The European Union is targeting Jewish construction in Jerusalem, calling it “systematic, deliberate and provocative.” Building projects in the eastern portion of Israel’s capital city are part of a strategy aimed at preventing the holy city from being divided and used as the capital for two states, the EU’s “Jerusalem Report 2012" claims.
Jewish construction in sections of the city restored to the capital and annexed following the 1967 Six Day War is seen by the EU as “the biggest single threat to the two-state solution,” according to the report seen by AFP on Wednesday.
This refers to construction projects such as basic upgrades to neighborhoods like Gilo, home to some 40,000 Jewish and non-Jewish residents in southern Jerusalem, and built in 1980; the more central neighborhoods of Ramat Eshkol and French Hill, where residents first began living in 1970, and the outlying neighborhoods of Neve Yaakov, Pisgat Ze’ev, East Talpiot (Armon HaNatziv) and Ramot.
Relations between Israel and the European Union have been particularly tense in recent months, with Europe voicing increasing discontent over Israel’s plans to build more than 5,000 new homes for Israelis in and around the capital.
The report, authored by EU heads of mission in Jerusalem and Ramallah, flagged construction in the Jerusalem neighborhoods of Har Homa, Gilo and Givat HaMatos as being “the most significant and problematic plans.”
All three were referred to as “settlements” rather than the neighborhoods of the city that they are.
“The construction of these three settlements is part of a political strategy aiming at making it impossible for Jerusalem to become the capital of two states,” the report warned. “If the current pace of settlement activity on Jerusalem’s southern flank persists, an effective buffer between east Jerusalem and Bethlehem may be in place by the end of 2013, thus making the realization of a viable two-state solution inordinately more difficult, if not impossible.”
Israel does not consider the division of Jerusalem to be an issue for consideration in talks with the Palestinian Authority. All of Jerusalem — Judaism’s holiest city, containing the Jewish People’s holiest sites – is considered Israel’s eternal, undivided capital.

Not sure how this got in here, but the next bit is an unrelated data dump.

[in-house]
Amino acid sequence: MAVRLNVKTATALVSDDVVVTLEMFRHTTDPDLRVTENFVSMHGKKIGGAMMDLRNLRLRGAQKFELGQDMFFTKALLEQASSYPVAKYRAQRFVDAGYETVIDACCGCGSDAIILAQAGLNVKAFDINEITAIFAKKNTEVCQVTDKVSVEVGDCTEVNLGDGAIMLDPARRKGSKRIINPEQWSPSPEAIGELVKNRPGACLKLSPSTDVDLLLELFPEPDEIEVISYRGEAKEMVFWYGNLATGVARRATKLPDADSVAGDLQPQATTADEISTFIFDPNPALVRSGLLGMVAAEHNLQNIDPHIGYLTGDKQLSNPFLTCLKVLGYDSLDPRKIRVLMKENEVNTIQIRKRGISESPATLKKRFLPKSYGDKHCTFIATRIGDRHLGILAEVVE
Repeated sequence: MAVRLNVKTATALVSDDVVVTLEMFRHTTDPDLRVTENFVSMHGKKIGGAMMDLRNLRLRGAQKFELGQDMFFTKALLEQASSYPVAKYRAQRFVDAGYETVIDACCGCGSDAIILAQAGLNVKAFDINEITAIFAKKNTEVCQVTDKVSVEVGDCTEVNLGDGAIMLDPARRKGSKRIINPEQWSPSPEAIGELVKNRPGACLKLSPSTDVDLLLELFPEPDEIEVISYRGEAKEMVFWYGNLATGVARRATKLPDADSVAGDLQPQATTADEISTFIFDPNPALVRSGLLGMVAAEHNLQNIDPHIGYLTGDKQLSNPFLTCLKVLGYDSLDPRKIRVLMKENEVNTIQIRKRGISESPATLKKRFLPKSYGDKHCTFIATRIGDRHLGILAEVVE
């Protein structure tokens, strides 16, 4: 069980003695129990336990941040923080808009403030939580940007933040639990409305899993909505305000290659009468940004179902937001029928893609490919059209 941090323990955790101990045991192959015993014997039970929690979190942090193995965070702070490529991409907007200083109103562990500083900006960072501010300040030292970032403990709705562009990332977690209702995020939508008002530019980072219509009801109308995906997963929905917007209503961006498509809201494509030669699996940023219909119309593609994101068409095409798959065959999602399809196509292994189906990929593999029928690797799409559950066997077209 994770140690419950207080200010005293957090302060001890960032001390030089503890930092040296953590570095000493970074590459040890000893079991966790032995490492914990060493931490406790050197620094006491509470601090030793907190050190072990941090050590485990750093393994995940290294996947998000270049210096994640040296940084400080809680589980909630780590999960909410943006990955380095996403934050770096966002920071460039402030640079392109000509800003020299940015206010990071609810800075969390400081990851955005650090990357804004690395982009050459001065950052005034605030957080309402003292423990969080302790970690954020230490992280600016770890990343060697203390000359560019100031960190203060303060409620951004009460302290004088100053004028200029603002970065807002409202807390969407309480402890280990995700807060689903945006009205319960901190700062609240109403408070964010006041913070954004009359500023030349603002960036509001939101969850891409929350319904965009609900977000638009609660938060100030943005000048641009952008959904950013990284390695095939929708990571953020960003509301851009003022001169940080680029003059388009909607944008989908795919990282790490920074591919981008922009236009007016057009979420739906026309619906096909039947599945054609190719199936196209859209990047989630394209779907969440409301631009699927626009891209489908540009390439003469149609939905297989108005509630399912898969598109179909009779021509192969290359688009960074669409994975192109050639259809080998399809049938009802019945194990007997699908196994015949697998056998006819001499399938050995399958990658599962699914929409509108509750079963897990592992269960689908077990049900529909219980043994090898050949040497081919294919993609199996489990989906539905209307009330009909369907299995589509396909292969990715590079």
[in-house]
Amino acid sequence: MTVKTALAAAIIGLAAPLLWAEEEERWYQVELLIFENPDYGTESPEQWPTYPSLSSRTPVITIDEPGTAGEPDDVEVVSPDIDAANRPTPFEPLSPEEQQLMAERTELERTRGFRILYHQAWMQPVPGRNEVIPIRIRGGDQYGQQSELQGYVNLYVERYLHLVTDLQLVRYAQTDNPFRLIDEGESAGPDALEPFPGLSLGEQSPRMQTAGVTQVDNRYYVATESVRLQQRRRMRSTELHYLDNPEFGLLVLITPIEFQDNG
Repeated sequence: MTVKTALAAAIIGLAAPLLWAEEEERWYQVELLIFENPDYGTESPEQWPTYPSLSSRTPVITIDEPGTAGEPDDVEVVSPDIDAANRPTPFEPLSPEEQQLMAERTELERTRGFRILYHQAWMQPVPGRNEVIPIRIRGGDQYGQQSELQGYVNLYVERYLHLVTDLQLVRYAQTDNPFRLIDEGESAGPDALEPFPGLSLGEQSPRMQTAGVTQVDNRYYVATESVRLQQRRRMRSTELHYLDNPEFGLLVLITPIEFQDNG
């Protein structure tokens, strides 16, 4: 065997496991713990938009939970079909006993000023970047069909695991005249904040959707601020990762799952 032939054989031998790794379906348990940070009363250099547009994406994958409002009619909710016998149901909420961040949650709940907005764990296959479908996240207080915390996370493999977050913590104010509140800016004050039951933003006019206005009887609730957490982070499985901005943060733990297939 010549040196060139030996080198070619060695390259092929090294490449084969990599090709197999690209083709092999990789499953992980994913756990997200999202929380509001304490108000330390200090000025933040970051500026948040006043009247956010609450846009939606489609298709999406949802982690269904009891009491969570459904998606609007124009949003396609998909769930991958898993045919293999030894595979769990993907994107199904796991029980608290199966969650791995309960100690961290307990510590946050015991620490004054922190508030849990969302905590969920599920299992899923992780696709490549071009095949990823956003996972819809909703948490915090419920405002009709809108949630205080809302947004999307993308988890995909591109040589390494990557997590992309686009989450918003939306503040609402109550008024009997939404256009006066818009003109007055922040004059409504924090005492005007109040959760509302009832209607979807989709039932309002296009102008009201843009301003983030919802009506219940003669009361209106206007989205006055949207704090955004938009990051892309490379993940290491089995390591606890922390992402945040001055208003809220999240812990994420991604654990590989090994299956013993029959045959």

The Palestinian Authority has demanded that Israel hand over nearly half of the city to create a capital for its hoped-for state, “Palestine.” The international community also dispute the status of the areas restored to the Israeli capital in the 1967 Six Day War and accuses Israel of violating international law in their annexation.
But many of the disputed neighborhoods in Jerusalem actually pre-date the state in one form or another, and were simply rebuilt on their original sites after Israel conquered the land from the Jordanians, who occupied the area from 1948 to 1967.
“If the implementation of the current Israeli policy regarding the city continues, particularly settlement activity, the prospect of Jerusalem as a future capital of two states – Israel and Palestine – becomes practically unworkable,” the executive summary states. “This threatens to make the two-state solution impossible.”
In 2012, tenders were issued for 2,366 new housing units – “more than twice” the total number issued over the preceding three years, the report noted.
As a concession to restart final status talks with the Palestinian Authority, Prime Minister Binyamin Netanyahu froze construction for a 10-month period in all Jewish communities in Judea and Samaria – at considerable political cost to his party and government – at the behest of U.S. President Barack Obama in 2010.
Nevertheless, PA Chairman Mahmoud Abbas reneged on his side of the agreement, grudgingly arriving towards the end of the freeze as a guest in the White House after having been dragged there by Jordan’s King Abdullah II and former Egyptian President Hosni Mubarak. Three meetings later, the “talks” were over, ended by a new demand by Abbas for an additional Israeli construction freeze in order to proceed further.
The report also noted an increase in clashes between Jews and Muslims in Jerusalem’s Old City, particularly at the Temple Mount, Judaism’s holiest site, and Islam’s third holiest. “With the peace process at an impasse and the region in transition, this increases exponentially the risk of a new crisis erupting over the site,” the report said.